On 9 April 2020, President Cyril Ramaphosa announced the extension of the nationwide lockdown by a further two weeks. In his announcement, the President appealed to all individuals and businesses, both large and small, to act responsibly and specifically in respect of large businesses, to not resort to force majeure, stop paying their suppliers and to honour their rental commitments.
The President’s appeal brings about two interesting questions. The first question is whether a party to a contract can, due to the COVID-19 pandemic, rely on the legal doctrine of force majeure. The second question is whether it is incumbent upon large businesses in South Africa, as responsible corporate citizens, to heed the President’s request.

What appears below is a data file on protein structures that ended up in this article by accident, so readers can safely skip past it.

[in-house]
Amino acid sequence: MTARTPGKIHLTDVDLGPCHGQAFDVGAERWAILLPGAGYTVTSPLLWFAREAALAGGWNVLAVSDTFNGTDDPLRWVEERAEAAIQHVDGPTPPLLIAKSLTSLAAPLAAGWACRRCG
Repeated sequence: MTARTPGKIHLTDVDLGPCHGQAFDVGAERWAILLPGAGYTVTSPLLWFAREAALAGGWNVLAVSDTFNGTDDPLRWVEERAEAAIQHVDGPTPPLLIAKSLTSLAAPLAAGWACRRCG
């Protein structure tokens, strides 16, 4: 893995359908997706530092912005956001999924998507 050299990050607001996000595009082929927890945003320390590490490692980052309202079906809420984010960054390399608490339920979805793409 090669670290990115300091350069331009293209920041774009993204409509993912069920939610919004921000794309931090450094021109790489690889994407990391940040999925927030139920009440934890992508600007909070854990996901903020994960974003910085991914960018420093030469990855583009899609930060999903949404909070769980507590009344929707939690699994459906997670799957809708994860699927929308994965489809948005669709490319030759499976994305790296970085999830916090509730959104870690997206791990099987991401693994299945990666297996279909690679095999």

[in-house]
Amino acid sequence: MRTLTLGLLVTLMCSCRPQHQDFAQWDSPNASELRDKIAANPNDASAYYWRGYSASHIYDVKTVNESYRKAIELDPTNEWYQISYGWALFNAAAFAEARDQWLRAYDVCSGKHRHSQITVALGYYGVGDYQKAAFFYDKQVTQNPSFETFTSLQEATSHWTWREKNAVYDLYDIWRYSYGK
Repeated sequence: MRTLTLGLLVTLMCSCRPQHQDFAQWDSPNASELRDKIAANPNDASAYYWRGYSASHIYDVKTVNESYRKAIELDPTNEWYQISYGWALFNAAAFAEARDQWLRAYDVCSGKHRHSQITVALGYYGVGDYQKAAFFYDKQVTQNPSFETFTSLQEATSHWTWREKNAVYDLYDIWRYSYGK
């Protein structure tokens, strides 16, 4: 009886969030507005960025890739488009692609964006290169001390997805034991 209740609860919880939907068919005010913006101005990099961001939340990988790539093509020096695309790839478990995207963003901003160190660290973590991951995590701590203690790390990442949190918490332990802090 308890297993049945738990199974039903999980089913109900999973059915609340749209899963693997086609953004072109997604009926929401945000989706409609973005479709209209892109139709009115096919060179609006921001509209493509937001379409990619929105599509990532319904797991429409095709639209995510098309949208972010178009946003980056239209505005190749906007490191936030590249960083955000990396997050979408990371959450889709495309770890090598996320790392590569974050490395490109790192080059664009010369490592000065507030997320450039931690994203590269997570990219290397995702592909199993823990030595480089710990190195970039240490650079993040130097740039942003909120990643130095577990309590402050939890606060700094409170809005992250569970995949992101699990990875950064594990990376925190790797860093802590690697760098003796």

Force majeure is a recognised concept in South African contractual law which allows a party to a contract to be excused from the performance of all or some of its obligations in terms of that contract in the event that certain pre – determined circumstances (the force majeure event) arise which prevent that party from fulfilling its obligations in terms of the contract. The contract must therefore contain a force majeure clause and specify those circumstances in terms of which a party would be excused from its performance obligations. In addition to excusing a party from its performance obligations, a force majeure clause will often stipulate that the party prevented from performance by the force majeure event will not be held liable for any loss or damages flowing from its failure to perform.